Walking into the new Main Prospect restaurant in Southampton, you might get the feeling you're entering the home of your very fun, and very rich, male friend. You come in to the large baronial country house and encounter a masculine-style interior with a long bar, plenty of couches, and a surprisingly large arcade room that includes shuffle board, and a personal favorite, Galaga. The arcade is about the only thing left over from the immortal John Ducks, the restaurant that reigned for four decades at the location.
The dining room, handsome and darkly lit, is upholstered in striking sea-blue material with silver studs, and is unusually comfortable. No jamming in here -- the chairs are wide and the banquettes plush. A jazz duet played live on the night we were there, all of which adds to an atmosphere that is slightly more sophisticated than your average restaurant. And while the bar can grow boisterous, the dining room remains a fortress of solitude.
Main Prospect's menu approach will be familiar, maybe too familiar, to East End diners: salmon, steak, pasta, cod, and chicken, of course; though, we were told, there will be specials available in the summer. The chef, John Trzcinski, tries to put a little twist on each dish, and he is not without a sense of humor (desserts, for example, are called "Happy Endings").
A Caesar salad is traditional but includes Parmesan bread pudding, which turns out to be soft-styled croutons. Our shrimp cocktail ceviche seemed to be lacking a citrus component but included tiny, caper-sized, pickled onions, which was genuinely unique and worked well against the diced fish.
A calamari fritto misto included shishito peppers and zucchini. A spicy aioli was drizzled on top, with a red pepper romesco sauce on the side. The fish and vegetables had an ultra-flaky coating, however, that was so delicate it didn't adhere very well, and by the time you grabbed it or speared it with a fork it mostly fell off and ended as crumbs on the bottom of your plate.
The grilled meat selection, which featured a 14-ounce strip steak and a 10-ounce filet mignon, is excellent. We had the filet, ordered medium but arriving more on the rare side. Still it was wonderfully tender with a nice flavor from the grill, and served with a small dollop of demi-glace sauce. Beware that the included chive potato puree is really just a "schmear" of potato, and the crispy fried onions little more than a garnish.
So, too, it was with a delicious pan-roasted cod. It had a very mild pesto crust and was topped with a very good tomato tarragon beurre blanc. It was perfectly cooked, but the portion seemed a little small. And this time there was no accompaniment at all. By the end of our entrees we found ourselves asking for bread, which we were told is a $5 upcharge -- an eye-roller, which the restaurant may want to rethink. It may want to have its servers (who are excellent) encourage diners to order side dishes.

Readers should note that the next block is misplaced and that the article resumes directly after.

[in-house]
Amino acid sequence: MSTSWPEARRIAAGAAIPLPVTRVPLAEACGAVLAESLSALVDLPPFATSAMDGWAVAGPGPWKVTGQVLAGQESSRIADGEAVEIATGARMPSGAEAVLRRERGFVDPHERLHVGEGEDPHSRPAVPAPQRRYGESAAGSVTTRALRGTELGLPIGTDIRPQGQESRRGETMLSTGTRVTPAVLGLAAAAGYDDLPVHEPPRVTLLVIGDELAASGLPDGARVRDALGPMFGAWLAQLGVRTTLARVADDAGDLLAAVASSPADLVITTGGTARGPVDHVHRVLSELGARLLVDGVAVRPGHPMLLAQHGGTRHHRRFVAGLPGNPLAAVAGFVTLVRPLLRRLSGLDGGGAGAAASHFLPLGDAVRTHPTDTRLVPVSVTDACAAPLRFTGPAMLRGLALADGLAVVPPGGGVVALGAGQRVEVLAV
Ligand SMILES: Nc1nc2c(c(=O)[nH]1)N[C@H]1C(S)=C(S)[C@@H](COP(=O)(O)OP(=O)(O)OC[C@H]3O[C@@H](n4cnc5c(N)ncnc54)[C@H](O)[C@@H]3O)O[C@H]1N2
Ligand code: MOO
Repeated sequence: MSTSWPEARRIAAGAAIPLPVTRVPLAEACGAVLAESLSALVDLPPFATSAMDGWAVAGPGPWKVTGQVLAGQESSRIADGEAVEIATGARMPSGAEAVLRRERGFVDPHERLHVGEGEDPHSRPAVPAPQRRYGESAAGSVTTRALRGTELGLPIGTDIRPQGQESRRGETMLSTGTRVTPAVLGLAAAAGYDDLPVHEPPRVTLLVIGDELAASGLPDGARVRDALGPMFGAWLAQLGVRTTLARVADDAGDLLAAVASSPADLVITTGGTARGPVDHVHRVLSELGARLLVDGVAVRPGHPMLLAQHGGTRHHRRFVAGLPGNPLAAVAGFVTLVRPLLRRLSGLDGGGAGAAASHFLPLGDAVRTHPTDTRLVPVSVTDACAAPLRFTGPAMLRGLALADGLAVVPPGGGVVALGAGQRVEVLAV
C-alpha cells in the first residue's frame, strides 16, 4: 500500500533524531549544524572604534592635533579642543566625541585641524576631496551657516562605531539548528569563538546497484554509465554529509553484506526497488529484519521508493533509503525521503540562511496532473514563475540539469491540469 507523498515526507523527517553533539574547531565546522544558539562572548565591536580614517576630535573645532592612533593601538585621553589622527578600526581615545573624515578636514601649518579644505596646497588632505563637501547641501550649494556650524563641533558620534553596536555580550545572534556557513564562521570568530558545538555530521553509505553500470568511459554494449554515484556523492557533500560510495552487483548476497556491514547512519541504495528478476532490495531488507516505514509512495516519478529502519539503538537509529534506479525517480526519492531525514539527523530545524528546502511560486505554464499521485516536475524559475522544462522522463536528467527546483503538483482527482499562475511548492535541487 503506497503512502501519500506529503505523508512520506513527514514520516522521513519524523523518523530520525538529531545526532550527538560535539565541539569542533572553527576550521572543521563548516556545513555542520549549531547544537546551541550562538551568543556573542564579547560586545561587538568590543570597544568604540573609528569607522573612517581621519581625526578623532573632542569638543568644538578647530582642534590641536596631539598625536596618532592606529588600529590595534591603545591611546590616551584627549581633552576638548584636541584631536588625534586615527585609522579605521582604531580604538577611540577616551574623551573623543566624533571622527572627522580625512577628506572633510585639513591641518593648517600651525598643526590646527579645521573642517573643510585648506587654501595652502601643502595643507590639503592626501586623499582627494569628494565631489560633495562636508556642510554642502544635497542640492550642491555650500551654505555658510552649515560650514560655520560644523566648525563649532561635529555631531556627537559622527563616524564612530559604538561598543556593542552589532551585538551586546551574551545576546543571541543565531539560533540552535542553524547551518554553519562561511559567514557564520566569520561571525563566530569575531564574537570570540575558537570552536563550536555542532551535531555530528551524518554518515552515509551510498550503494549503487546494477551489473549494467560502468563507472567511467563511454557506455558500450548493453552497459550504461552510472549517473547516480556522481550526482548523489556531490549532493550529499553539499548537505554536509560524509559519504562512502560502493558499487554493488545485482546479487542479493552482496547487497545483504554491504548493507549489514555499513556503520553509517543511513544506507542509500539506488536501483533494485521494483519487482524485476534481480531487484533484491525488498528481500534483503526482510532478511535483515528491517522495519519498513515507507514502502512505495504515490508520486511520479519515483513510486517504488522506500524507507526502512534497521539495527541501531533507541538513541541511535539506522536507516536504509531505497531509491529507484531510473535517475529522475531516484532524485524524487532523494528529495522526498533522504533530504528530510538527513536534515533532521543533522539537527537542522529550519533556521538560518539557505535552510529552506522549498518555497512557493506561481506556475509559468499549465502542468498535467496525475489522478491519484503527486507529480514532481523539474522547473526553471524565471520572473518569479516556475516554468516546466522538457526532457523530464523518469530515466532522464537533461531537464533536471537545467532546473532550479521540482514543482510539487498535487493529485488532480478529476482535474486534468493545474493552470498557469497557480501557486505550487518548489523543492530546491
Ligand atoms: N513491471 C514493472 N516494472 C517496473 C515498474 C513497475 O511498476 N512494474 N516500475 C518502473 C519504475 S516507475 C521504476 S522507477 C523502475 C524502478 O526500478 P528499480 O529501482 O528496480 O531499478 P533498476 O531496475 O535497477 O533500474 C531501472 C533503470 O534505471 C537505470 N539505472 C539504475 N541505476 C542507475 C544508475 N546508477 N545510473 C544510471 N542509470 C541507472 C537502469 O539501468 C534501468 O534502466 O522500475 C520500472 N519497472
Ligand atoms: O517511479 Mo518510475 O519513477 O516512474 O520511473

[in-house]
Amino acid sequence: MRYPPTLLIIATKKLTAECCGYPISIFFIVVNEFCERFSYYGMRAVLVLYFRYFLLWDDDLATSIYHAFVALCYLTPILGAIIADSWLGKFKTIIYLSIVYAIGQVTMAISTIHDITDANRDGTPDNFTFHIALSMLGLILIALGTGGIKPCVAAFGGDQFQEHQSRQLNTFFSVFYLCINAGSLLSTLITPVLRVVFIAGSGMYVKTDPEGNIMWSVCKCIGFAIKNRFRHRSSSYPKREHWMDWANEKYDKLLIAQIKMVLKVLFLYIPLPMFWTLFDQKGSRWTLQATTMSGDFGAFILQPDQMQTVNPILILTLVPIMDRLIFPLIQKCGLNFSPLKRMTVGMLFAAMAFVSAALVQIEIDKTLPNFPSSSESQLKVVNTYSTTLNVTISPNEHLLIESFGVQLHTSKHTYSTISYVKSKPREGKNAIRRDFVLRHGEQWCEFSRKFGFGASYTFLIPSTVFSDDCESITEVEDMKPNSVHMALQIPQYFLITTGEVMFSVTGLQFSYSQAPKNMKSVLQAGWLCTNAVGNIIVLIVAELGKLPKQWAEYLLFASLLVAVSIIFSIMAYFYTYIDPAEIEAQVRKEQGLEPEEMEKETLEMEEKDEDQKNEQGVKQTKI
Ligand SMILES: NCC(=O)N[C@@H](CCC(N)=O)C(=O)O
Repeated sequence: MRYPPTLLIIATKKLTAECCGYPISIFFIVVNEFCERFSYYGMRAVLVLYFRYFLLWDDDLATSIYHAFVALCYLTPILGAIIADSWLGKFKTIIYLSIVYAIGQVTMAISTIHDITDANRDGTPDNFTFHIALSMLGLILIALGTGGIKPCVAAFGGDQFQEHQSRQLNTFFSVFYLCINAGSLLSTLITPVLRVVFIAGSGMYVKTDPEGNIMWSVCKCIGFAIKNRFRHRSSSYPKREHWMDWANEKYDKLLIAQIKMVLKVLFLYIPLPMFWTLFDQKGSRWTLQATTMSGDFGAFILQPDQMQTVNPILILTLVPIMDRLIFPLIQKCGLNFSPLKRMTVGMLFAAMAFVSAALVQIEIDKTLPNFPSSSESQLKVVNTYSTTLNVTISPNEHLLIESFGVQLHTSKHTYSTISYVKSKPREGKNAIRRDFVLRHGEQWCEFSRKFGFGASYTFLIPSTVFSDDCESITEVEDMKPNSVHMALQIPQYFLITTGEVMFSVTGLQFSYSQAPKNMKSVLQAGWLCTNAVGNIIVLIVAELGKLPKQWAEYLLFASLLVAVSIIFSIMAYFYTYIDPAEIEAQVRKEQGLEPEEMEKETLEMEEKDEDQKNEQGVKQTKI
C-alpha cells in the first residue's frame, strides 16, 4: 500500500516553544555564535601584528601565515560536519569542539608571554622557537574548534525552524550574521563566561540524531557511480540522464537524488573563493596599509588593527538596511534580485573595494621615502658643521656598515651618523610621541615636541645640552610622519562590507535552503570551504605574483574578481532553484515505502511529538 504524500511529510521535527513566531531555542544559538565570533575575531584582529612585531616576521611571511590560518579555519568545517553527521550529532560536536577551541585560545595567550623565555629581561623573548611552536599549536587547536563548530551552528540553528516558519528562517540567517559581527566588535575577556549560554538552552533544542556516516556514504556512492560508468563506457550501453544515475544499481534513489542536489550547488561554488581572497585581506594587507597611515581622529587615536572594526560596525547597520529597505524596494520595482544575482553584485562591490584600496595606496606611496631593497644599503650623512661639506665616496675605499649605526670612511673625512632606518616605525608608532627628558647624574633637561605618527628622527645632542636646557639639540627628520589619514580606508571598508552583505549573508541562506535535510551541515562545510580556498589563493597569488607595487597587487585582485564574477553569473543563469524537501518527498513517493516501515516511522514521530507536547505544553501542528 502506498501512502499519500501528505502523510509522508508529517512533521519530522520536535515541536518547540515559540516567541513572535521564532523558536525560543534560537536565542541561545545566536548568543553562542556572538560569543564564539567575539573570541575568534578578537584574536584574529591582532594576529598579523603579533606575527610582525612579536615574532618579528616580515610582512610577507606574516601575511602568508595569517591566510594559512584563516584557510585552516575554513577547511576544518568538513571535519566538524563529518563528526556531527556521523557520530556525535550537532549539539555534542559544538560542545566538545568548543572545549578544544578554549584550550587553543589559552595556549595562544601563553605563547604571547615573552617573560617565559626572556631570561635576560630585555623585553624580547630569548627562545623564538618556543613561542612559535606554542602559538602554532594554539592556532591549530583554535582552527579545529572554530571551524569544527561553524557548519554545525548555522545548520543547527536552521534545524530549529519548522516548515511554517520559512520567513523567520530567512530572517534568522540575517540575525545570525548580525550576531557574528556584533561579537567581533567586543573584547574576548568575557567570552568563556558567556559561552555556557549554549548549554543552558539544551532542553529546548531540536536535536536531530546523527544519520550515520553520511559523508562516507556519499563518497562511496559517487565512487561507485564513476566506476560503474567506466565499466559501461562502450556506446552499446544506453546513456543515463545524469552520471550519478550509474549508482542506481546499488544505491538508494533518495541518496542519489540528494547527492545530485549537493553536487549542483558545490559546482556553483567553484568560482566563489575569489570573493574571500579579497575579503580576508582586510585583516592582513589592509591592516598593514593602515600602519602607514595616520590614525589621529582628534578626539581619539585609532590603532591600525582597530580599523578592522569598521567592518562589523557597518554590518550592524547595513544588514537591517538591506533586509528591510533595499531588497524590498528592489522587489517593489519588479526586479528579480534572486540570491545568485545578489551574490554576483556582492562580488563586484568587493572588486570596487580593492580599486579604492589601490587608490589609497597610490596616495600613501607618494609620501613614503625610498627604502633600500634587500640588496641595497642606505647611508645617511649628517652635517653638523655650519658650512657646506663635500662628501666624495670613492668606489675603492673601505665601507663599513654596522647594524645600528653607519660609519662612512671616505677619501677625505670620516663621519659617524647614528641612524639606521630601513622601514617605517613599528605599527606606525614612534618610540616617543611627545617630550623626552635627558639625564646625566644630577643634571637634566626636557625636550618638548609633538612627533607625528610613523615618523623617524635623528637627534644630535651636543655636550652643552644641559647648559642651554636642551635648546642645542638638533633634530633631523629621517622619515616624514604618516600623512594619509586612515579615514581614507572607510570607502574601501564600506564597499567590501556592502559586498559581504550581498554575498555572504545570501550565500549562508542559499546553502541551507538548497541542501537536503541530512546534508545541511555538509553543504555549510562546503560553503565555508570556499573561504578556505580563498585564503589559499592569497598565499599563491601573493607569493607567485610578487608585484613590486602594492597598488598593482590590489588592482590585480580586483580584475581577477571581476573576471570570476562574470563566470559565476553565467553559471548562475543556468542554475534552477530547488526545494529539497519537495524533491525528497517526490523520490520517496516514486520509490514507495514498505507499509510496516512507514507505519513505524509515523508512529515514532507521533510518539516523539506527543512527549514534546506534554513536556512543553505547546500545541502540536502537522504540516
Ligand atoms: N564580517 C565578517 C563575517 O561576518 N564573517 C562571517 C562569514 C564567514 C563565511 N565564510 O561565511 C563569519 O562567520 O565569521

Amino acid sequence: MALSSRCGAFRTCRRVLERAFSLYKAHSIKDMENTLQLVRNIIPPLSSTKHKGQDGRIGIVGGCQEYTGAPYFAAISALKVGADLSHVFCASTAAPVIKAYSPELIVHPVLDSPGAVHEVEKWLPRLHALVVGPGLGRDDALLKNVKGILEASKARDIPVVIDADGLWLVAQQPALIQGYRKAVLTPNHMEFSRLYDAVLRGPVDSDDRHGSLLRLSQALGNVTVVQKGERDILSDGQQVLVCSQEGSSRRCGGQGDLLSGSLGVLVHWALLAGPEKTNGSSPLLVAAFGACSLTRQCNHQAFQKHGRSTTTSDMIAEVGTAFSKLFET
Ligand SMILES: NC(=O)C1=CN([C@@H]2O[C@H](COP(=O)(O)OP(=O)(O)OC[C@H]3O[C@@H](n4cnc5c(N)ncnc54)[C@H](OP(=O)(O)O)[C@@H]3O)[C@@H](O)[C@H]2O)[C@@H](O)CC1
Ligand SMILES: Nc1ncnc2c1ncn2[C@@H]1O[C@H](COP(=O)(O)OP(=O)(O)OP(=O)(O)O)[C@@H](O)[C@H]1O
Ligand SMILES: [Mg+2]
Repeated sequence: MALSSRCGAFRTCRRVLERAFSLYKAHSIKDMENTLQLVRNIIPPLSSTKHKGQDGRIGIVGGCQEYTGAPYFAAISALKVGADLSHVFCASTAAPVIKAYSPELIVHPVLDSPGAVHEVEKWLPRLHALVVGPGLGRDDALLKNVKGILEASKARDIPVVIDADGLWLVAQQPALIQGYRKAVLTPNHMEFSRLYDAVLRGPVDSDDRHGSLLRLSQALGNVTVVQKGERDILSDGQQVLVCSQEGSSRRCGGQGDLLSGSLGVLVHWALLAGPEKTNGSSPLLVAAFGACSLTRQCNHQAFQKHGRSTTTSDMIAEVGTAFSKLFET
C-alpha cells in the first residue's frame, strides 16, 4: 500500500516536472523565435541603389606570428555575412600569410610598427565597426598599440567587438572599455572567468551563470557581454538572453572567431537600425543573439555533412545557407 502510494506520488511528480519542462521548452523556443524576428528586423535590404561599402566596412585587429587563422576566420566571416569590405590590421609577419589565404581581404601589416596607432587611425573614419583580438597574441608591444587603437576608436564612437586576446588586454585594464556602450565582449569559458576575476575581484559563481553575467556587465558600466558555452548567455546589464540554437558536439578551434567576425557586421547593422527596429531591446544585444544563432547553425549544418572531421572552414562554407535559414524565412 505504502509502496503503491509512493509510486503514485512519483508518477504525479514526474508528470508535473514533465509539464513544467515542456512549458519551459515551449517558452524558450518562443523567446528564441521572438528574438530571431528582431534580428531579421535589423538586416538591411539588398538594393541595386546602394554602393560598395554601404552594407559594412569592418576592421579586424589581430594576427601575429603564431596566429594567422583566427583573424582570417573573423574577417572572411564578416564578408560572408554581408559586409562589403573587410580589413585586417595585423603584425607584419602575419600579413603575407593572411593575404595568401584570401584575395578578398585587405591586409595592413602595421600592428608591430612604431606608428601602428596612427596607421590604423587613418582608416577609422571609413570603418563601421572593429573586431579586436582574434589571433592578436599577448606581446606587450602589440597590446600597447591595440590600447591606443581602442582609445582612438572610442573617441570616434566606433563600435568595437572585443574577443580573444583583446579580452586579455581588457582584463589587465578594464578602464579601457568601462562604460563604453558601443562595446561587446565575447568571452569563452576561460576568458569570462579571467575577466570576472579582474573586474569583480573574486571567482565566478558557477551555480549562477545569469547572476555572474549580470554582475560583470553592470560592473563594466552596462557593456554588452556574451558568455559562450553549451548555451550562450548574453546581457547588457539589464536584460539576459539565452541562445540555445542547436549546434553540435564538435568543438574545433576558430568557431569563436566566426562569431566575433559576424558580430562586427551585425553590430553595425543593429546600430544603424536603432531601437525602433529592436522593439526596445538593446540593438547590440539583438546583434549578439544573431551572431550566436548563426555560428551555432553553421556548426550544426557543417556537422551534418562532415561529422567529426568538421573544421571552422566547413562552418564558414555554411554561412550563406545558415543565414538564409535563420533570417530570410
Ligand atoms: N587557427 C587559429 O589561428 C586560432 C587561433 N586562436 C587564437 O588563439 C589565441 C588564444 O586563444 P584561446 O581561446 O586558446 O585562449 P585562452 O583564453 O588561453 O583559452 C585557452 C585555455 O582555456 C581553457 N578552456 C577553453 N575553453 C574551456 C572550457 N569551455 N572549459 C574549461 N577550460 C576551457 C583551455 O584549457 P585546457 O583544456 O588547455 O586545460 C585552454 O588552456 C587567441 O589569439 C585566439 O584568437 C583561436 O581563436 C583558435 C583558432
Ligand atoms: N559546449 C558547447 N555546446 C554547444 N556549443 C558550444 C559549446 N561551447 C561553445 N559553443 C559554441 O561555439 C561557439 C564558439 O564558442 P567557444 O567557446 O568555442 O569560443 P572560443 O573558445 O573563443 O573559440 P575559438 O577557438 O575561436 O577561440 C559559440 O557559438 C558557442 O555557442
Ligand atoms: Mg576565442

Strangely, the heartiest of the three entrees was the vegetarian option, a stuffed zucchini. It is first grilled and then filled with charred radicchio, cured tomato, and grilled artichokes, then topped with grated locatelli and a nice marinara sauce. As we all know, veg options can be a snooze, but this one was a fully developed and satisfying dish.
For dessert we had a pot of dirt. Well, actually something called the Dirtpot, which is literally a small planter filled with chocolate pudding, salted caramel pudding, whipped cream, gummy earthworms, and crushed Oreos sprinkled on top for that sifted soil look. It was genuinely funny, and also very decadent. Next time we'll try Grandma G's zeppoles, which sounded great and also would be included in an option called the Finisher, which includes a taste of all the desserts.
There's a full bar with a nice array of house-made cocktails and wines by the glass. The Intercept pinot noir, a full bodied style pinot, is a steal at $12 a glass.
Word of mouth about brunch, served Saturday and Sunday afternoons, is all raves.
There is outdoor dining, though the rows of picnic benches seem pedestrian compared to the elegant dining room; this may one of the few restaurants this summer where you might prefer to be indoors. I doubt this will matter much either way come summertime. Main Prospect, a sophisticated newcomer that doesn't take itself too seriously, seems bound for success.